30. April 2008 · Comments Off on H.P. Lovecraft and the science of resuscitation · Categories: Arts & Living · Tags: , , , ,

H.P. Lovecraft’s Herbert West is a man of science, not superstition. Following Ernst Haeckel, he believes that “all life is a chemical and psychical process,” that the soul is “a myth,” and that “unless actual decomposition has set in, a corpse fully equipped with organs may with suitable measures be set going again in the peculiar fashion known as life.” Not satisfied with conventional medicine, West devotes his life to creating a solution that will restore artificial life after death. Like many biomedical researchers would find out after him, the same solution can have different effects on different species. But what West is really after is reanimation of humans. And reanimation of humans requires experimentation on humans.

West does not only anticipate the future science of resuscitation, but also the phenomenon of selective vulnerability of certain brain cells because we know that West fully realized “that the psychic or intellectual life might be impaired by the slight deterioration of sensitive brain-cells which even a short period of death would be apt to cause.” As a consequence, his corpses cannot be “fresh” enough. Artificial resuscitation turns out to be a step towards bigger things when we learn that West has ventured into the area of “warm” whole body preservation (suspended animation) by creating a “highly unusual embalming compound” that keeps the body fresh for future resuscitation efforts. Still not satisfied, the “materialist” West moves on to prove that there is nothing special about the brain when he attempts to create mental life by pharmacologic modulation of nervous tissue in a decapitated body. One can only guess what direction West’s research would have taken after these bizarre experiments. Science is hard, but for this medical student of Miskatonic University, resuscitation, suspended animation, and stem cell research are all in a days work.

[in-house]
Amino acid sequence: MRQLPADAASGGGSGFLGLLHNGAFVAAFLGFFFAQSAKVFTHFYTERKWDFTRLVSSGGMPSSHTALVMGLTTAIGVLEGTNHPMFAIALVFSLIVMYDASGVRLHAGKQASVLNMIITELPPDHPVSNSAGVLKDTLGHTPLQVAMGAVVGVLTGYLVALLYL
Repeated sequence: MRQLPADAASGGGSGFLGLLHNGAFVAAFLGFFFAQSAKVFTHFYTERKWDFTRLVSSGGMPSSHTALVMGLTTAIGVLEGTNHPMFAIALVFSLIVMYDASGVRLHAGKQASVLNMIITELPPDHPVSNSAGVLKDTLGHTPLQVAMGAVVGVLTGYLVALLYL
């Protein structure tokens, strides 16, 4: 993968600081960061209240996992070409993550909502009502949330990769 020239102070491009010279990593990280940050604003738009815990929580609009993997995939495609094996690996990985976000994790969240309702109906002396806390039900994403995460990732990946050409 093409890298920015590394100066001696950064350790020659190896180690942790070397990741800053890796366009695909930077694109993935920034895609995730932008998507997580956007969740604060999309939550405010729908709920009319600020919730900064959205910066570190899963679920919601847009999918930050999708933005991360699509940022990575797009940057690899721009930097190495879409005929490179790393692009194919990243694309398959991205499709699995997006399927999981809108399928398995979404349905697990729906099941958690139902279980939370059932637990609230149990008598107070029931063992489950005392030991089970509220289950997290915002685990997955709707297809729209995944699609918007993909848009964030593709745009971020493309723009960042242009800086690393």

The greatest mystery in Lovecraft’s “Herbert West – Reanimator” is that West succeeds in reanimating anything at all. Injection of West’s solution is not followed by artificial circulation, which makes one wonder how such a solution can confer such profound benefits.

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